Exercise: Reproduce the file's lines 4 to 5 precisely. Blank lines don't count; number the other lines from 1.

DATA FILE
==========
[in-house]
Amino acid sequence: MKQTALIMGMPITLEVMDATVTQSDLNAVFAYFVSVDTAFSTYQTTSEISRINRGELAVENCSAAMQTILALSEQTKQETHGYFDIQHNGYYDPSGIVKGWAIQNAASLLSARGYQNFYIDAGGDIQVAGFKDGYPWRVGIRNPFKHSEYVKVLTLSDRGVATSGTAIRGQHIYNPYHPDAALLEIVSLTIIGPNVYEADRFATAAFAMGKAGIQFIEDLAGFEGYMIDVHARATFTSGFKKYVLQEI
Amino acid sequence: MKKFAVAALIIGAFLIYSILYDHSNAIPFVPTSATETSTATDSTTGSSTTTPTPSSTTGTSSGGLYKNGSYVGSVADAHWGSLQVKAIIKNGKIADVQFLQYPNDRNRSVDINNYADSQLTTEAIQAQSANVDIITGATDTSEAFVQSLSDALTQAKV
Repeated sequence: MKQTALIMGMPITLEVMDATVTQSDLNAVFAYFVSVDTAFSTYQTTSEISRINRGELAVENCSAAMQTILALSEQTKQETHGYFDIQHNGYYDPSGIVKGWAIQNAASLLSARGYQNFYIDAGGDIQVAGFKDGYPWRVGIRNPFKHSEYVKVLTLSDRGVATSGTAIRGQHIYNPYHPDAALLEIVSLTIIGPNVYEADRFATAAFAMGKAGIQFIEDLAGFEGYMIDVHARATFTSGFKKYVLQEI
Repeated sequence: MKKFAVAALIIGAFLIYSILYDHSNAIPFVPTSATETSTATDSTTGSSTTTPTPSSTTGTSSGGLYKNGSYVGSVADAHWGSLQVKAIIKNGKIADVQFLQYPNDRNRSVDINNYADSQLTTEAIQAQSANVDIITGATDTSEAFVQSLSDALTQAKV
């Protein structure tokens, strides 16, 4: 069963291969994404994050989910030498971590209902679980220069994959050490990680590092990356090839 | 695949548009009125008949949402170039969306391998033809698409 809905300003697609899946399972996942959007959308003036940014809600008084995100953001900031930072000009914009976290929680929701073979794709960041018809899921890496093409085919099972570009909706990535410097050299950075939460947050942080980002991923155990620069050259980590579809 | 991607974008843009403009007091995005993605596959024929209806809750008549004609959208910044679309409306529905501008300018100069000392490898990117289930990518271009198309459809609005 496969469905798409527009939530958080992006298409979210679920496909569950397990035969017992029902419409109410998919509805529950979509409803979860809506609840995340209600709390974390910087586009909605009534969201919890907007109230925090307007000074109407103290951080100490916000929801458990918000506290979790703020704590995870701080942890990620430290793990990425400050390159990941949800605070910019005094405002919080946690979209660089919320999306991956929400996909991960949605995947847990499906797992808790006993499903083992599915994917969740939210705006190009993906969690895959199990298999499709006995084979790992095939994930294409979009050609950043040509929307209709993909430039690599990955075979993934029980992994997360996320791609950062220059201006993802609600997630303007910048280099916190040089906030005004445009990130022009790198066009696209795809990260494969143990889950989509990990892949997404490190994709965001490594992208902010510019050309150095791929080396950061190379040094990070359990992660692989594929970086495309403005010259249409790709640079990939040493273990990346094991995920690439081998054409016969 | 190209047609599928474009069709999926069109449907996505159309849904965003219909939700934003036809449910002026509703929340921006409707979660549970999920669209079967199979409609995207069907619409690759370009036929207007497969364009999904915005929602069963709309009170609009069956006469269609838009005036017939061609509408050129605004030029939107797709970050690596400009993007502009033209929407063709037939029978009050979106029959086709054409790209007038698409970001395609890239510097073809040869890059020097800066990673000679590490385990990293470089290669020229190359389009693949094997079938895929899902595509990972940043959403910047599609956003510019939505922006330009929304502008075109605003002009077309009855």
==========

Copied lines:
Repeated sequence: MKQTALIMGMPITLEVMDATVTQSDLNAVFAYFVSVDTAFSTYQTTSEISRINRGELAVENCSAAMQTILALSEQTKQETHGYFDIQHNGYYDPSGIVKGWAIQNAASLLSARGYQNFYIDAGGDIQVAGFKDGYPWRVGIRNPFKHSEYVKVLTLSDRGVATSGTAIRGQHIYNPYHPDAALLEIVSLTIIGPNVYEADRFATAAFAMGKAGIQFIEDLAGFEGYMIDVHARATFTSGFKKYVLQEI
Repeated sequence: MKKFAVAALIIGAFLIYSILYDHSNAIPFVPTSATETSTATDSTTGSSTTTPTPSSTTGTSSGGLYKNGSYVGSVADAHWGSLQVKAIIKNGKIADVQFLQYPNDRNRSVDINNYADSQLTTEAIQAQSANVDIITGATDTSEAFVQSLSDALTQAKV